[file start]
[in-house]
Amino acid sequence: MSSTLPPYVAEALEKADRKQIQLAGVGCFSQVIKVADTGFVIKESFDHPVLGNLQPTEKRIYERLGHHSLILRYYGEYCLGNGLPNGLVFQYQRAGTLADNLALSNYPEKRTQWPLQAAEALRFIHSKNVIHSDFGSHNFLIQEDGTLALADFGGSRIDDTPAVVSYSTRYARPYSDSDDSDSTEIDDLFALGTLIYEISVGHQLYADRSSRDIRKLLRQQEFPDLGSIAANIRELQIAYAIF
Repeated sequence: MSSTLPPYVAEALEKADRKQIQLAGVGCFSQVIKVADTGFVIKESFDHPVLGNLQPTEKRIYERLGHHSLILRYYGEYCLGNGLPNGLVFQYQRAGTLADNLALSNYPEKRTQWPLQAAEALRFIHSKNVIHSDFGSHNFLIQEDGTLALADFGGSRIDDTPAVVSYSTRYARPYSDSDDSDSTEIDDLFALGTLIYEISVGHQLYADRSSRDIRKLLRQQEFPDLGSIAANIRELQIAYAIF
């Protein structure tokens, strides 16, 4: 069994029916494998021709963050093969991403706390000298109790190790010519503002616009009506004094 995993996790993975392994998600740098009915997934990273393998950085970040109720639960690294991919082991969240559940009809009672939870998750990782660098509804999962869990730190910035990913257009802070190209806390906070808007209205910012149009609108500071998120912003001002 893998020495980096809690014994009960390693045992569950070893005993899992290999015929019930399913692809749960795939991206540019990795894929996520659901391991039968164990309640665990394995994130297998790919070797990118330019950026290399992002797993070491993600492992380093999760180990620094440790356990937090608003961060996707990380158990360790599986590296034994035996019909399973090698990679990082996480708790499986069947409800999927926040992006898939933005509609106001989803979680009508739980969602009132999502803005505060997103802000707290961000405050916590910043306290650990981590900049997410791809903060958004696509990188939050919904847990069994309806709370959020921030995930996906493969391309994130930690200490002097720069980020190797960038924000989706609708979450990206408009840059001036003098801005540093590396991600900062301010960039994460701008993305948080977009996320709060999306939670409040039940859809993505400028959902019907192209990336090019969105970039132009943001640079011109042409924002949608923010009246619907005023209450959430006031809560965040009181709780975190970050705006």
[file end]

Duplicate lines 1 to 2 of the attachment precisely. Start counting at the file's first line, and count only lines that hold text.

[in-house]
Amino acid sequence: MSSTLPPYVAEALEKADRKQIQLAGVGCFSQVIKVADTGFVIKESFDHPVLGNLQPTEKRIYERLGHHSLILRYYGEYCLGNGLPNGLVFQYQRAGTLADNLALSNYPEKRTQWPLQAAEALRFIHSKNVIHSDFGSHNFLIQEDGTLALADFGGSRIDDTPAVVSYSTRYARPYSDSDDSDSTEIDDLFALGTLIYEISVGHQLYADRSSRDIRKLLRQQEFPDLGSIAANIRELQIAYAIF